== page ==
Column: If you’re old enough to be $20,000 in debt, you’re old enough to be called an adult.

In college, it’s difficult to navigate through the complicated waters that are adulthood. Depending on maturity levels, each person’s perception of adulthood is different from the next.

Sofi Zeman is a first-year journalism major at MU. She is an opinion columnist who writes about interpersonal growth and interaction.

The second Pomp and Circumstance is blared over the loudspeaker of your small-town high school, and the instant you enrolled in the college of your choice, it happened to all of us. After four long years of high school, we’re finally here. We’ve grown up. At least, that’s what everyone continues to say. We’ve packed our bags and moved out of the house in pursuit of higher education. So, now is the time. We have officially entered adulthood, right?

Wrong. While this concept may have been widely viewed as the truth in past generations, it is not the case today. Yes, we have all moved on to the next phase in our lives, but many would argue that this does not necessarily define adulthood. So, what does? Does being in college make us adults, or are we something just short of that? In the eyes of the law, every person that is 18 years or older is classified as an adult. We can vote and be tried to the fullest extent of the law in a legal manner, neither of which seem to be a matter that a child would deal with. Yet there is so much that goes into adulthood that has nothing to do with age.

A primary reason that many cannot seem to identify as “grown-ups” is a lack of financial independence. As college students, some of us are primarily making our way through these next few years with some financial help. Some would argue that having this parental safety net ties 20-somethings down to stay home longer and move out of the house later in life. This state of financial comfort can lead to a young adult’s regression into the “high school living” mentality, where this financial cushion is not being used as a tool to make a career and living. Instead, it is being taken advantage of and wasted on counterproductive matters. Rather than choosing to find a stable job or save up for the future, some “adults” opt to allow their guardians to support them entirely, beyond an appropriate time frame. However, there is a major difference between using the resources you have and wasting them away. Understanding this distinction plays an important role in defining adulthood. Needing help to fund your education does not reduce you to a child. College is expensive. Believe it or not, there are very few who can pay for it all on their own. But, an important part of growing up is finding some sort of financial responsibility along the way.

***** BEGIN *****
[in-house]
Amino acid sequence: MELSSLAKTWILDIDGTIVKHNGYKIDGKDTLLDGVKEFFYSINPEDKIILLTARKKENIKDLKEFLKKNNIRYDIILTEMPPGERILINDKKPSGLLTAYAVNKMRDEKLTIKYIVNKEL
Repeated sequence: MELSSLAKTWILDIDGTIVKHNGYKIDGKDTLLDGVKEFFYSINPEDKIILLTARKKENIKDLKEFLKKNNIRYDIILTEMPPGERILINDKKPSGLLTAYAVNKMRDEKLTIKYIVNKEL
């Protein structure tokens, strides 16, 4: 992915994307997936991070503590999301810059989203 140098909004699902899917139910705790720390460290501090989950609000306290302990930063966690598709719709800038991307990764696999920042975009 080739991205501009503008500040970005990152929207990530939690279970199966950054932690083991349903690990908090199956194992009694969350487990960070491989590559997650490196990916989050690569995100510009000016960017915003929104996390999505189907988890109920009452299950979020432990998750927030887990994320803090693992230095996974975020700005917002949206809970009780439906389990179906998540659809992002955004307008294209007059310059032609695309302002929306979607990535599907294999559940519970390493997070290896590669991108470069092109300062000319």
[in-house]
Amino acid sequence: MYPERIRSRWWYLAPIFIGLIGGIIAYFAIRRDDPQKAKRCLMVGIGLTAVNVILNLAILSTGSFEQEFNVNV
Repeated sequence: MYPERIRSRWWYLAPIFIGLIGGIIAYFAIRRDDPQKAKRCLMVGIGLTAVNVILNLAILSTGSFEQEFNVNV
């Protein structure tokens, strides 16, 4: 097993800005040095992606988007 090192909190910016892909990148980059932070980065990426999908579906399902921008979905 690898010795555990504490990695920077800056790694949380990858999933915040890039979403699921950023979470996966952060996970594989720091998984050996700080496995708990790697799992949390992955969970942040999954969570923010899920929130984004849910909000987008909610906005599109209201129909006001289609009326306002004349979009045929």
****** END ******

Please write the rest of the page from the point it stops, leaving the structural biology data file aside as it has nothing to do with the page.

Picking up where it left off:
The concept of being a student forms its own safety nets. It’s true, there are things that college students don’t have to worry about that people out in the real-world deal with daily. Many of us aren’t obligated to pay for our own insurance or support anyone. Getting fired from a job means a lot less to many of us than it does to people older than us. Although, we experience major stressors in our own lives. We’ve left home and we’re beginning to establish ourselves in the world. In this next part of life, students will have to begin making serious decisions by themselves, decisions that can have major impacts, which sounds like a real-world dilemma.

Others have argued that college students aren’t adults because some simply do not know what they’re doing. It’s been said before, and sure to be said again, that we are all destined to find our own path in life. Whether you agree with this mantra or not, college is commonly known as the place people go to find out who and what they want to be. Although, in many cases, it takes some time to get there. Not having our futures all figured out can make us view ourselves and our peers through an immature lens. Then again, why has having a path become a necessity in being taken seriously? There are countless people well beyond our years that don’t have the slightest clue of what they want to be. It’s entirely understandable to not have everything in life perfectly lined up because there are few adults that are allowed this luxury. Finding a purpose isn’t a matter of adulthood, it’s a matter of life.

It’s clear that most college students don’t have a perfect career lined up for them in the near future, or have exactly what they want to do figured out but this does not mean they aren’t approaching adulthood. There are countless students still trying to figure out the basic building blocks of growing up. Yet, maturity levels vary. There are people out there that have been forced to grow up a lot faster than others, which can make all the difference.

So, what exactly defines adulthood? Everyone has a different perception of this and how it applies to college students. Well, whatever phase this is, it’s definitely well past childhood.

Edited by Bryce Kolk |

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